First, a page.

You can’t fight gravity – except perhaps with laughter. Likewise, there are laws of physics (the study of the natural world and how it actually works) that on a Journey of this type must be accepted and surrendered to, gracefully or not. This is called Reality. The modern world seems to do a pretty good job of finding ways to circumvent (or at least postpone the consequences of) many of those laws and in “virtual reality” many of them don’t exist at all, but on a Long Ride I’ve learned that when I ignore them somebody is going to suffer. Finehorn suffered an absess when I asked her to carry more weight than she could reasonably handle. I suffered heat stroke when I wore the wrong hat and didn’t drink enough water while travelling across the desert under the midday summer sun. Both of those errors in judgement could have been fatal – and I knew better.
In the past week, Katie and I have spent a lot of time poring over maps and calendars and how they coincide, trying to find a way to circumvent (or at least postpone the consequences of) a difficult realization. I am committed to riding into Minot, Maine on 8.November, 2013. That’s another 1800 miles according to my proposed route and knowing how things go it’ll probably be closer to 2000. I have to leave myself a bit of wiggle room for unexpected lay-ups and delays; that’s Reality. Meanwhile, Katie is planning to ride to Kansas City and then points West once our paths diverge – and she is needing to take into account such factors as weather and the Continental Divide and the limited window during which one can cross that natural barrier in even relative safety and comfort when travelling by mule.
Sir Walter the Red, while an excellent mule in every way, needs to take things slowly as he and Katie start their ride. He’s not yet in shape to go 15 miles in a day and he’s not used to carrying packs along with a rider. Pushing him now would be terribly counterproductive, both physically and in terms of his attitude. When Gryph and I were starting out it took us 5 1/2 days to cover the 25 miles to the Pacific Ocean. When I started out hiking on the Appalachian Trail I was in serious pain after 7 mile days, living on Ibuprofin so that I could bend my knees at all. The physical orientation to a life of covering distance over terrain, day after day after long day takes time. Rushing it causes injury – not worth it.
The writing is on the wall and we can all read it clearly: numbered, numbered, weighed, divided. Large numbers of miles left to cover, limited numbers of days in which to cover them, weighing, not only the packs and everything that goes in them, but the costs and consequences of ignoring Reality – adds up to a dividing of the ways. I know it’s the logical decision, for both of us, but it still makes me sad. It’s been really nice having a friend and companion along on the Journey for a while. Katie and Sir Walter have been excellent company for the ponies and for me; we’re going to miss them! There is a strange sort of loneliness inherent in a life lived always travelling among strangers, even when, as so often happens, those strangers turn out to be friends that I simply hadn’t had the good forture to meet yet.
After a year of e-mails and ‘phone conversations, along with the bond of an uncommon desire to cross the country on the back of an equine, Katie and I have gotten to know and understand one another past the superficial level of acquaintanceship. That sort of connection is a rare and valuable thing in my life and this has been a difficult decision. This week I have been feeling like in undertaking this Journey (and committing to write the book – another necessarily solitary endeavor) I have condemned myself to three years of loneliness. I know that’s rather melodramatic, and it hasn’t all felt like that, but I am finally facing the fact that it really doesn’t work to have somebody come and join me for part of the ride. It was a nice fantasy that doesn’t seem to translate well into Reality. OK. So be it.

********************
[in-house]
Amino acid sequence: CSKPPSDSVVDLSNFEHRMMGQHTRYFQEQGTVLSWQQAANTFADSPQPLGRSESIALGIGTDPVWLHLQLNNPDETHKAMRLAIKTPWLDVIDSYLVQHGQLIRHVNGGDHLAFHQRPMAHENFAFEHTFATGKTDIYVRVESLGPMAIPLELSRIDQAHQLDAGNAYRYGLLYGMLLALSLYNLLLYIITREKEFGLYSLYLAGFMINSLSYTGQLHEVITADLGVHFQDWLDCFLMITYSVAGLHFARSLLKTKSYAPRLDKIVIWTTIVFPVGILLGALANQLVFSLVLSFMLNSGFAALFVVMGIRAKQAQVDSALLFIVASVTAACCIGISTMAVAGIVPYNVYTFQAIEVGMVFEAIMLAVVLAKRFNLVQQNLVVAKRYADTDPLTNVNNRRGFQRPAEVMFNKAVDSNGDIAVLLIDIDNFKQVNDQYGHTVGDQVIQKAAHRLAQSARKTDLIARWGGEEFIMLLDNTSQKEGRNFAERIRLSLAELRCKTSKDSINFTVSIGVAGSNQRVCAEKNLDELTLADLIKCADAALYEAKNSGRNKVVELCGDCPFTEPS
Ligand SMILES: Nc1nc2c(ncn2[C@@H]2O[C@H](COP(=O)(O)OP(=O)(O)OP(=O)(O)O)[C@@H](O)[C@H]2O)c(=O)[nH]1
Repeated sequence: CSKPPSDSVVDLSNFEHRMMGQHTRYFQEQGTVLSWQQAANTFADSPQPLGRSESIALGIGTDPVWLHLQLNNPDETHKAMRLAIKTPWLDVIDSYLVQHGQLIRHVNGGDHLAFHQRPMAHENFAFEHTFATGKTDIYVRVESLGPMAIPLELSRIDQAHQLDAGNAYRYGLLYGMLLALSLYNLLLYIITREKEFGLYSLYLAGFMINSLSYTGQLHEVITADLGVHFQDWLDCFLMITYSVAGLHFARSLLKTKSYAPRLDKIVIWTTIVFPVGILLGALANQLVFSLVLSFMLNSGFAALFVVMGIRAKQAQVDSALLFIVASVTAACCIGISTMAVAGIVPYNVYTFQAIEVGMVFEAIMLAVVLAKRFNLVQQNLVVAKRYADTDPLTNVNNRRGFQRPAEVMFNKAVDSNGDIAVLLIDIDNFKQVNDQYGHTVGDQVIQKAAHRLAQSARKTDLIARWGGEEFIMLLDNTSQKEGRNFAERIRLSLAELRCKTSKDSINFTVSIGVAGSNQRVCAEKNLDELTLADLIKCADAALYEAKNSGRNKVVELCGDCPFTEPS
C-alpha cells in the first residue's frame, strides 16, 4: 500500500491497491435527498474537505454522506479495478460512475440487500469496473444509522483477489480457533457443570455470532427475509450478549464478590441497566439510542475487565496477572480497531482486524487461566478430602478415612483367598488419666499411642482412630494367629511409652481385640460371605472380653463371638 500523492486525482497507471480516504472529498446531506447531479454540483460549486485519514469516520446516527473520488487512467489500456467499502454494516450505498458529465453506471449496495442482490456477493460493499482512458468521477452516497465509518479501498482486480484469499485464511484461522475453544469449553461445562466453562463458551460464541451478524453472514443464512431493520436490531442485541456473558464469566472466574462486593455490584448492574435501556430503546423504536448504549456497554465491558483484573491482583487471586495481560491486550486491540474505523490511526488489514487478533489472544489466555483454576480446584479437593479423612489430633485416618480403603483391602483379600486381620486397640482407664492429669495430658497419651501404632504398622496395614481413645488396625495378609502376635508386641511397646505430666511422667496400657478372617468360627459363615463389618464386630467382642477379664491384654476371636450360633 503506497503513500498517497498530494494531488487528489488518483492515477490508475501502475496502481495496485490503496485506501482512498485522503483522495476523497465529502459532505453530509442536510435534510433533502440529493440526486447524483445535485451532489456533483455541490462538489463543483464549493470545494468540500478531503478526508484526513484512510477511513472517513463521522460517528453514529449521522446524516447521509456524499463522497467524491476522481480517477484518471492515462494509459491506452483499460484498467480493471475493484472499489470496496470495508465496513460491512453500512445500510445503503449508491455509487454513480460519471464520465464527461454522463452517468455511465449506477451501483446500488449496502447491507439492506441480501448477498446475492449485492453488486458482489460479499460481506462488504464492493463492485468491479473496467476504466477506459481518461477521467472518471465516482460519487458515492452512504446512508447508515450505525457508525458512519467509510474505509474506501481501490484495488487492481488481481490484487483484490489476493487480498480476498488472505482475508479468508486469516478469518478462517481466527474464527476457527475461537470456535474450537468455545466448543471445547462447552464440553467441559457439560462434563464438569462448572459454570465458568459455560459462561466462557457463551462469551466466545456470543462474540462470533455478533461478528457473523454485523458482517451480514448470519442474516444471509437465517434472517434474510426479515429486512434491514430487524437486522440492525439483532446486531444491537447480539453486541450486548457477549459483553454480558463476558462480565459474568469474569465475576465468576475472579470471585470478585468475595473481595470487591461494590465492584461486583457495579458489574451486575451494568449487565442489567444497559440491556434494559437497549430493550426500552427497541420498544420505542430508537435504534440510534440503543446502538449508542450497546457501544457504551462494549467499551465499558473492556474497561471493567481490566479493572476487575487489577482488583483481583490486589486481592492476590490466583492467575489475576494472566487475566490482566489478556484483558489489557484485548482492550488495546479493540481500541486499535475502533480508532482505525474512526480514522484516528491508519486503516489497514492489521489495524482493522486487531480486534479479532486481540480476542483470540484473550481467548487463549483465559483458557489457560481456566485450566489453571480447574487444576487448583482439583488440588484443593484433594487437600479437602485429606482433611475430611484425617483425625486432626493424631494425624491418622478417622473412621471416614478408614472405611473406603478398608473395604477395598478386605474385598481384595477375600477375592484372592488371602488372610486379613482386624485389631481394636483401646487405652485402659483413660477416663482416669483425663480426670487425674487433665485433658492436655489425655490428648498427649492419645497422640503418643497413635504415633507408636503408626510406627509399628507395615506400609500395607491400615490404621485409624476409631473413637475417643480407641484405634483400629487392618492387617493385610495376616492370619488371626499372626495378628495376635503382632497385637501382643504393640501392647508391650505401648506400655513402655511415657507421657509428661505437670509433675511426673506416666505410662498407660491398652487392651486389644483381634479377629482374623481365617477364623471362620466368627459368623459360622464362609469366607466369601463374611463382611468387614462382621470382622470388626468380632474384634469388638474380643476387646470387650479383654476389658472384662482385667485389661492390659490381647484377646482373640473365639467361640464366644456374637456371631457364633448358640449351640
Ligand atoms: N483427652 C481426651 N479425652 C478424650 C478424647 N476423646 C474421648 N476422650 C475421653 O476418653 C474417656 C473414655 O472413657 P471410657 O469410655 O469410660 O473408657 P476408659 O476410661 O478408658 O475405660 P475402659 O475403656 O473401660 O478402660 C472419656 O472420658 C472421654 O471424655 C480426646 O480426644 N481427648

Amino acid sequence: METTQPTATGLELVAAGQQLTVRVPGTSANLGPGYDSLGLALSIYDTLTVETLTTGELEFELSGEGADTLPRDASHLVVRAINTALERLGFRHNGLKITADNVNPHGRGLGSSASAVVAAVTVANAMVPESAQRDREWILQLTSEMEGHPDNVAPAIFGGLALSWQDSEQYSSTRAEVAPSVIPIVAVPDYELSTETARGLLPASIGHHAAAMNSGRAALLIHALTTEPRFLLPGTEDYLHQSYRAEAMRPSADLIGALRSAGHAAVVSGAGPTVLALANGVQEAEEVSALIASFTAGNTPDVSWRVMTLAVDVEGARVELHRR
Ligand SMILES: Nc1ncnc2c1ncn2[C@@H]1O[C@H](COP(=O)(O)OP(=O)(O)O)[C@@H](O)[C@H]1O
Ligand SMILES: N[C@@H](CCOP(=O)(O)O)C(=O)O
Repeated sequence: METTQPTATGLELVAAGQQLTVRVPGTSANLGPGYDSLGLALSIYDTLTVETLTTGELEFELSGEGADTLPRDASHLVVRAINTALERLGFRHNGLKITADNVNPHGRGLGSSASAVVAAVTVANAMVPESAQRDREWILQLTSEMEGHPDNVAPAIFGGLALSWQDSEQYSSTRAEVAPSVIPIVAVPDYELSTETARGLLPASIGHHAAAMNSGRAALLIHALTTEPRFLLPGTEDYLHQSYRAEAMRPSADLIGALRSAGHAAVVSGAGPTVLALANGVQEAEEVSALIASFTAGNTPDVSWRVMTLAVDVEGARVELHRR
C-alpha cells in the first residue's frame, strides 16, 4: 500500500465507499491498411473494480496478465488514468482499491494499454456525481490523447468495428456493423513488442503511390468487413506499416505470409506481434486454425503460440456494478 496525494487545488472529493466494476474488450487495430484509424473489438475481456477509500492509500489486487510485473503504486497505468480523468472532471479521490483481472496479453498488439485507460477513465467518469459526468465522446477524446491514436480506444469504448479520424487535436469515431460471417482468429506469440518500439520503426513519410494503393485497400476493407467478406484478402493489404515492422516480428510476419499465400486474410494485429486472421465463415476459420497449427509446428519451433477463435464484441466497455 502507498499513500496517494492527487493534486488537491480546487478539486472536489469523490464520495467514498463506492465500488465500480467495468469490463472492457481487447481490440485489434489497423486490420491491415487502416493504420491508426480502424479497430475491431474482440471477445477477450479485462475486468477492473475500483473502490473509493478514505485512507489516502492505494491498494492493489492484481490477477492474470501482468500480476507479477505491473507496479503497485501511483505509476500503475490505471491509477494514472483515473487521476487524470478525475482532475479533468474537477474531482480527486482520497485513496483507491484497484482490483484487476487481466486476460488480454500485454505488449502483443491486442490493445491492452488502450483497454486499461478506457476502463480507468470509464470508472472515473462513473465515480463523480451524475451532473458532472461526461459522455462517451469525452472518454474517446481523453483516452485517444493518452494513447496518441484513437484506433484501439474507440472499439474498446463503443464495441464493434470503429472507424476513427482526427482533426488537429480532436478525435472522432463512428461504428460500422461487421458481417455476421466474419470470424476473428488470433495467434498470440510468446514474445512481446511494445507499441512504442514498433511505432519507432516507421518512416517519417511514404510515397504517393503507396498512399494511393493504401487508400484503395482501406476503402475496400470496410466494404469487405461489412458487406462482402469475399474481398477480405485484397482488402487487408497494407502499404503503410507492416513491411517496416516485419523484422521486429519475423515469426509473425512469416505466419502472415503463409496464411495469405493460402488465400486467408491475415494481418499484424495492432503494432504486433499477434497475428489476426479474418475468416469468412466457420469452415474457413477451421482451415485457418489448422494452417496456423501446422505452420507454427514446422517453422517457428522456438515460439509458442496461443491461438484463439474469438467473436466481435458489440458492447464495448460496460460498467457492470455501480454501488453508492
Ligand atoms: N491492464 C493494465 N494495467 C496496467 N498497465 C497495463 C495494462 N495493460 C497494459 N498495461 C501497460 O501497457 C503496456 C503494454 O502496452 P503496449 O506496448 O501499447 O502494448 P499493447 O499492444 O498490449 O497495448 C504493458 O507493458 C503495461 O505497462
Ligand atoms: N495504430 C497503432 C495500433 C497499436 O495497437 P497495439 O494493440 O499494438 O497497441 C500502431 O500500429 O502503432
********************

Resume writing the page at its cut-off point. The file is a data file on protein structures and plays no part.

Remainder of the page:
That said, I also want to say that it matters So Much to both of us to know that there are people following our Journeys via internet and prayer, caring what happens, keeping track of us as we progress. I don’t generally respond to comments on the blog (unless it’s a specific question with an answer that I think might be generally interesting) because when I’m reading the comments on other blogs and see every comment responded to with a “thanks” or whatever it kind of bugs me. However, I do read and appreciate every one of them and they lift me up and make me smile. Ditto with facebook comments! I do try to respond to personal e-mails, even though sometimes it takes awhile, so if you’d like a response that’s a better approach. My e-mail address, along with addresses for upcoming mail drops are on the Daily Update/Contact Info page of the blog.
The photographs accompanying this post are of Rodney, Mississippi – which came within a few votes of being the capital of the state. It’s now a ghost town with 3 residents and a few hunting camps. The river flooded a couple of years ago and you can see how high it was by the water marks on the white church. The cannonball in the brick church was fired by a Union ship after a bunch of the men were invited to attend services and then taken captive. When the cannons starting firing upon the town a message was sent that if they didn’t stop the officers would be killed. The firing stopped, the town was saved, the men were released. There was also a story about a Union soldier who feel in love with a Confederate girl and hid under her hoop skirts to avoid capture – he obviously liked what he saw, since he returned to Rodney after the war and married her. 😉